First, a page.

However, PVBs and AVBs must not be used in areas where they are subject to backpressure. They must be installed at an elevation above the highest water outlet.

Additional equipment requirements may include a functional, normally closed, solenoid valve located on the intake side of the injection pump and connected to the system interlock to prevent material from being withdrawn from the supply tank when the irrigation pump is shut down in the course of an irrigation or power failure.

System Considerations
Once the proper backflow prevention device is installed, it is time to look at your irrigation system. The application uniformity of your irrigation system is an important consideration. Although no irrigation system is able to apply water so that each location receives exactly the same amount, it is important that variations be kept within reasonable limits for proper water, fertilizer, and chemical distribution.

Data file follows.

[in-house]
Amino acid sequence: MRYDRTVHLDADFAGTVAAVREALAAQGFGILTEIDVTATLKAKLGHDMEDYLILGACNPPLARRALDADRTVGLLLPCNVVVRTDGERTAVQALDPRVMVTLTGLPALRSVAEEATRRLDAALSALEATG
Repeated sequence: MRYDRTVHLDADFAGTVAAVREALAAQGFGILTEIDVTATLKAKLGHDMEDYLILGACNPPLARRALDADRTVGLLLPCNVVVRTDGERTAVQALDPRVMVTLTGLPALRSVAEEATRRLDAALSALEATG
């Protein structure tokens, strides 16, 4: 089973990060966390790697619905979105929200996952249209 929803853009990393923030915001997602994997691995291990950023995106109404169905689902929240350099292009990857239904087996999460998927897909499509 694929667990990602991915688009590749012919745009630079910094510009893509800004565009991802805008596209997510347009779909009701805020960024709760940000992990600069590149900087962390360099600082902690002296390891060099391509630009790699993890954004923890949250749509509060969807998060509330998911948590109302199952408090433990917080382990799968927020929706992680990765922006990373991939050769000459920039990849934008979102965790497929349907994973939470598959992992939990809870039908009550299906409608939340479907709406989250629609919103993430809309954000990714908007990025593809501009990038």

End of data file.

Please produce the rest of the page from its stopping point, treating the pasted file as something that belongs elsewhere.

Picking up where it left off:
With proper design and operation, applying chemicals through an irrigation system can be economical. Caution must be used to prevent source water contamination .

For a system with a Distribution Uniformity (DU) of 70, for example, the typical application rate in the quarter of the area receiving the least water/chemical will be 30 percent less than the overall average application. For a symmetrical application pattern, (this will be the case for most sprinkler and drip systems) there will be another quarter of the irrigated area that typically receives 30 percent more than the average water/chemical application.